2. John Leidel says

    Kevin, thanks for your comments! I’ve been a long time user of Rocks [production and personal]. I absolutely loved it. CentOS is a great alternative to paying the hefty RHEL license fees for those who don’t need to chat with RedHat on a daily basis.

    On the issue of OpenSUSE and steak. If only Apple would sell OSX for “generic” Intel platforms so I didn’t have to pay the Apple hardware premium [regardless of how cool the Mac Pro looks]. Why go to Mortons when you can live in Texas and own a herd of cattle? Mortons is simply a home cooked meal! [no, i don’t live in the house from the sitcom “Dallas”].

  3. Come on John, we know you’re living the good life in Texas! (That half sized state, says the ex Alaskan.) When is the BBQ on the new Ranch?

    We’re running SLES 9 and upgrading to SLES 10 with the new versions of our SMW’s, or Software Management Workstations. This attached to all the large Cray XT systems in the world. Why SLES and not RedHat, not sure on that one. I do know we don’t want much out of our SMW O/S except as much reliability as absolutely possible.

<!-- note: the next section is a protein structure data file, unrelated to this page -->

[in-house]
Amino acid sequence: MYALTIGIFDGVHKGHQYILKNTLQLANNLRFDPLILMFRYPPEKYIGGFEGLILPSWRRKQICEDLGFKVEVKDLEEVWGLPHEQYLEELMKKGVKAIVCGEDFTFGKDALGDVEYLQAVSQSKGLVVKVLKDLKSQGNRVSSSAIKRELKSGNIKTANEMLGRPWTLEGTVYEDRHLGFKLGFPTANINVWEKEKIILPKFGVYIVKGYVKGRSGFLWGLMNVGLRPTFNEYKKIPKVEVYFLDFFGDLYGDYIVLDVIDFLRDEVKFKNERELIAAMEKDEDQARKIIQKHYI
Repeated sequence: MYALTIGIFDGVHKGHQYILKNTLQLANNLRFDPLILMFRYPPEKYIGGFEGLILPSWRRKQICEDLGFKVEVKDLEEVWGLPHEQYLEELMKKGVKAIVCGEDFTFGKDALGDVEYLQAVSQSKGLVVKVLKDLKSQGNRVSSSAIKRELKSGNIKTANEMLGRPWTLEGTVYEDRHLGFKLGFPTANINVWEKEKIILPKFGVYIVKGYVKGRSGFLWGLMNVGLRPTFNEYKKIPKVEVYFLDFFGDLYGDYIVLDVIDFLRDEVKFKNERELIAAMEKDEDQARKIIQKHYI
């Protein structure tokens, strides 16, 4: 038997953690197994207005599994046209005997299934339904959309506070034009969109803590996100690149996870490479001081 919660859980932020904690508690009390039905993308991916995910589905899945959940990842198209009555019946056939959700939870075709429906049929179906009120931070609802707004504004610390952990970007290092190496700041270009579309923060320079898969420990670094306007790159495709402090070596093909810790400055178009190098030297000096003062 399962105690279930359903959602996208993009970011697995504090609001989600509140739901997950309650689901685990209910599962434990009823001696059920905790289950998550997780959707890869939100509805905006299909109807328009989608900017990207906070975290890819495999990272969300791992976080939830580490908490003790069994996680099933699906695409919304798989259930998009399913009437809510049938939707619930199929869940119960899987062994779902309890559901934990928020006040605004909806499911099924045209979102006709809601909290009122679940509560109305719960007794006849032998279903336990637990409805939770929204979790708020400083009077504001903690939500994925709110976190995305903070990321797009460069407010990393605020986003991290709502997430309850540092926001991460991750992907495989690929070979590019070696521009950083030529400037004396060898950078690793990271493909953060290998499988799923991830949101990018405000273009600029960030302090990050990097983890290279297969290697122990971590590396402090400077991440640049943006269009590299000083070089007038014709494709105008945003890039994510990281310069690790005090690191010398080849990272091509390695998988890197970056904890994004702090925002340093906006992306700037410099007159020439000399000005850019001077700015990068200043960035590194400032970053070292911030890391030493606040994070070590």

Now you’ve made me curious and I’ll need to do some poking around to find out why SLES and not something else. I’m interested to find out now.


  4. quick unofficial updated.

    Back a few days ago during the development of RedStorm, Cray needed a 64 bit O/S that they could modify for Portals, etc. SUSE was cooperative and willing to work with Cray on this one off project. This one off project just happened to grow into the XT line of computers.

    So, since SUSE was helpful and worked with Cray to get the O/S to work on RedStorm we just stayed with them with our current XT product lines. Which is growing and growing and growing.

    This of course I’ve learned through the rumor mill, and nothing official. But, from a feet on the ground viewpoint, it makes a lot of sense.


  5. John Leidel says

    Rich, I was thinking we could hold the BBQ the weekend before SC08. 🙂
    As always, thanks for your comments!

  6. Kevin Buterbaugh says

    Hi John,

    Couple of quick followups … first, for some strange reason Novell isn’t mentioning what version of Linux LANL’s new Roadrunner cluster is using – probably because it’s using RedHat.

    Second, while you can always find a cheap(ly made) PC at a lower price than an “equivalent” Mac, when you start comparing Macs to PC’s from other Tier 1 vendors (Dell, HP, etc.) I think you’ll find the cost differential to narrow considerably.

    I believe the small premium you do pay for a Mac is primarily for two reasons: 1) (most) people will pay it. If you’re Apple, or any other seller for that matter, why would you price something at $1,000 when you know people will pay $1,200? 2) I believe Apple subsidizes their (fantastic) software by the “premium” on hardware. I, for one, will gladly pay a slight hardware premium to get vastly superior software.

    My 2 cents worth…


    P.S. I believe a better analogy than Mortons / your own herd of cattle for MacOS X / OpenSUSE would have been Mortons / road-kill possum… 😉